Three counselors at LCC are laid off, but their union is fighting it and will file grievances with the college.
On a counter inside the Gone Wired Café on Michigan Avenue, a small yellow pamphlet sits loudly urging all who see it to “Stop the Layoffs!!” of Lansing Community College counselors Gilbert Hill, Craig Prether and Curlada Eure.
The three were notified June 5 that they would be laid off as the college tries to eliminate a budget deficit. Another 19 employees are facing the ax, too.
Some labor unions that represent LCC workers are putting up a fight, saying that the counselors are being let go in violation of their contract and plan to file three grievances by the end of the week with the college’s human resources department
Cheryll Conklin, Uniserv director of the Michigan Education Association for LCC, represents three unions taking action over the layoffs.
Counselors, unlike other workers, must be notified two semesters prior to layoff, during
which time the administration may rescind it, according to the
contract, Conklin said.
Board or Trustees Chairwoman Debora Canja said
that the administration would negotiate with the unions to determine
whether the three counselors need to be laid off, or if alternatives
exist to keep them on staff. The notifications, she explained, are a
way to get the clock started on the two-semester notice, so they have
the option of removing them as soon as possible.
contests this as a smoke screen. In the mean time, the counselors are
The layoffs would strip the college of any counselors to
work with the general student population, because the remaining
counselors, whose jobs are largely paid with grants, only serve
international students and those with special needs.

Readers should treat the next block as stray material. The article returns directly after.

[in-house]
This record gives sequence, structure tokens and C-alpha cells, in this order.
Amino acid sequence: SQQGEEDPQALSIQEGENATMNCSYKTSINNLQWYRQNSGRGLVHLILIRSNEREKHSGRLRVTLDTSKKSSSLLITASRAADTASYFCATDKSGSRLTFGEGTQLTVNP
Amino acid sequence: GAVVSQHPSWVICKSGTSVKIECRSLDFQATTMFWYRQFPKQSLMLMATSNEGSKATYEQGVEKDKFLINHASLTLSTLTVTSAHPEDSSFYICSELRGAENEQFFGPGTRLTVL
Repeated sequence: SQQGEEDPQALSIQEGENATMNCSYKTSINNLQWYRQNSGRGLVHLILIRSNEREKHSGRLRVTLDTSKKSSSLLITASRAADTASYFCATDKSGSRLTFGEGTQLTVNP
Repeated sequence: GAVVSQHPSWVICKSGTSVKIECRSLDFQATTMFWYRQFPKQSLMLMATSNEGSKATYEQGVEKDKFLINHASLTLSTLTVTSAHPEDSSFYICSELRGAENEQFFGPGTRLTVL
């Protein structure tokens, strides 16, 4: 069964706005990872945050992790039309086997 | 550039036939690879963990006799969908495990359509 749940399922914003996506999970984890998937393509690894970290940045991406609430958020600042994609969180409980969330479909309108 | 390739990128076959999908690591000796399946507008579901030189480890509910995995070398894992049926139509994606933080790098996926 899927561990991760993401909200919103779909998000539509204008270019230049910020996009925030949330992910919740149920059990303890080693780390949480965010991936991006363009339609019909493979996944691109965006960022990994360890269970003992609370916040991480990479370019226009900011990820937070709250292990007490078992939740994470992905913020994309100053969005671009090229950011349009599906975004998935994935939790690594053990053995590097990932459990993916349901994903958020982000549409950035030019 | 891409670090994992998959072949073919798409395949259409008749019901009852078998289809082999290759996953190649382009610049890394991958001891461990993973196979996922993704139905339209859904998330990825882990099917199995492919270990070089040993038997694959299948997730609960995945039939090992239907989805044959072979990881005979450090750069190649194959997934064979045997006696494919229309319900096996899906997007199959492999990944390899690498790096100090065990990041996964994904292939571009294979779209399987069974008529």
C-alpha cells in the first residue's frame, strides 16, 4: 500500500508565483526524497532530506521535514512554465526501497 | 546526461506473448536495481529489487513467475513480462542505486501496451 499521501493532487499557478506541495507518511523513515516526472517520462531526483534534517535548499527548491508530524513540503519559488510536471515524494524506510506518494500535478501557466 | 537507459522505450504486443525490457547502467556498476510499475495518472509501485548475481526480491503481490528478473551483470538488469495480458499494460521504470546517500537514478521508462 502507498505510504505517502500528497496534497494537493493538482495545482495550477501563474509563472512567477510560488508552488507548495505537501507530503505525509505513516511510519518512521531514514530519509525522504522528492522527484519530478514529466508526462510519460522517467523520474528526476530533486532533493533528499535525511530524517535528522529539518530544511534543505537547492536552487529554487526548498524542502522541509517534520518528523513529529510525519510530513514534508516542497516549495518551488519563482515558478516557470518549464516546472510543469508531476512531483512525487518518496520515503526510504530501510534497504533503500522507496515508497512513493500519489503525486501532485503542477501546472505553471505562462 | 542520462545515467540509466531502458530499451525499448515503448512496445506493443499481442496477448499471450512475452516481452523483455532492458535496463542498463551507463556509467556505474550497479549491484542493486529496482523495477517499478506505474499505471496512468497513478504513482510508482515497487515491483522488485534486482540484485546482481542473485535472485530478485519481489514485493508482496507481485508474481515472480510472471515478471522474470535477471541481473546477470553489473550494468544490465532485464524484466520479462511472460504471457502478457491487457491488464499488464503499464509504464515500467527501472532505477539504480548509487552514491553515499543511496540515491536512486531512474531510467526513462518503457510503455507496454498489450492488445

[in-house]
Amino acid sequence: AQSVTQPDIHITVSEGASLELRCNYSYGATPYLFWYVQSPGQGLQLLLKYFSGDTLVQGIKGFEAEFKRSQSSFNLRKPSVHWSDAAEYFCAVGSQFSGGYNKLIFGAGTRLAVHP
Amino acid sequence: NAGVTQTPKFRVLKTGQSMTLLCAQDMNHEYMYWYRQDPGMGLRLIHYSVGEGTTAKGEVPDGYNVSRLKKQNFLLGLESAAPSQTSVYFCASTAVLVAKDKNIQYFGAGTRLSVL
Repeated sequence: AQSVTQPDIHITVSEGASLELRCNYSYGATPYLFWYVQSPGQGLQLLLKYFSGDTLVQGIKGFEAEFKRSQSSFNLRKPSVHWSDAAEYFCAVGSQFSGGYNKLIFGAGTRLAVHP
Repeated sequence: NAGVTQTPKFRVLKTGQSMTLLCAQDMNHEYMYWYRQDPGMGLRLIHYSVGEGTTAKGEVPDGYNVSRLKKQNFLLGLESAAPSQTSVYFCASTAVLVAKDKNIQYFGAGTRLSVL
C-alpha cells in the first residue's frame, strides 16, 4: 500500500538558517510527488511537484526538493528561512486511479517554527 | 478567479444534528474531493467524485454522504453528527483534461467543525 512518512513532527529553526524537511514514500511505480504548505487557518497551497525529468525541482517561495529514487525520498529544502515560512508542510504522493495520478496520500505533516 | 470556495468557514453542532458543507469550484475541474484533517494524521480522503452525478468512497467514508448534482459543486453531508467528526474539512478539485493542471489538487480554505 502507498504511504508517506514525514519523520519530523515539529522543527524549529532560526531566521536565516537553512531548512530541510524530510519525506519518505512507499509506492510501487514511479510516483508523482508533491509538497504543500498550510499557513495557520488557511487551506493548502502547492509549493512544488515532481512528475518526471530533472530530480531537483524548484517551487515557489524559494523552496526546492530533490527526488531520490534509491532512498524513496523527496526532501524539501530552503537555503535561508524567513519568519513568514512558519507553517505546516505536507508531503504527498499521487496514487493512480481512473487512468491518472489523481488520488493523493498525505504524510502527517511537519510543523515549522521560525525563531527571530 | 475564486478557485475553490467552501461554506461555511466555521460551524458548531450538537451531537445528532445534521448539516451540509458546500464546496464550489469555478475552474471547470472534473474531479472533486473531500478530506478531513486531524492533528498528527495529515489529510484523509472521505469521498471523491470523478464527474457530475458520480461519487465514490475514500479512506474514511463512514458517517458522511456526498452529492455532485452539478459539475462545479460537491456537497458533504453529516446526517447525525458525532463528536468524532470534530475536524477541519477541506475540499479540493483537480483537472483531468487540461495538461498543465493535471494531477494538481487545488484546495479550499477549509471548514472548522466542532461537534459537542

"It is as absurd as it sounds," Conklin said.
None of the counselors agreed to be interviewed for this story.
union, Conklin said, has been trying to enter into talks with the
administration to find ways to cut costs for the past month, but
“they’re just not listening.”
“We believe that we need to
serve more students with more services, and we believe that we can’t do
that under our existing structure,” Canja said.
The college hired
Marvel Consultants to identify ways to cut expenses and solicited ideas
from the public.
“Our consulting firm took all of that into
consideration and told us that we have five too many people in middle
management,” Canja said.
To Conklin, the hiring of a consulting firm,
which cost $350,000, was frivolous. She also said that the
college’s spending money to renovate a 3-year old building and buy an
antique REO Speedwagon should not have been done, although those
decisions were made last fall.
“Given today’s budget realities would we
do that? Probably not,” Canja said, referring to the spending. She also
defended the hiring of the consulting firm, saying it was responsible
for finding $6 million in possible cuts.
The college also froze
salaries for highlevel administrators and made earlyretirement offers
to save money. Layoffs eliminated the remaining $3.3 million gap.
is all about not increasing tuition,” LCC President Brent Knight said.
“ ... When we increase tuition we’ve lost our mission because we’re
here for everyone.”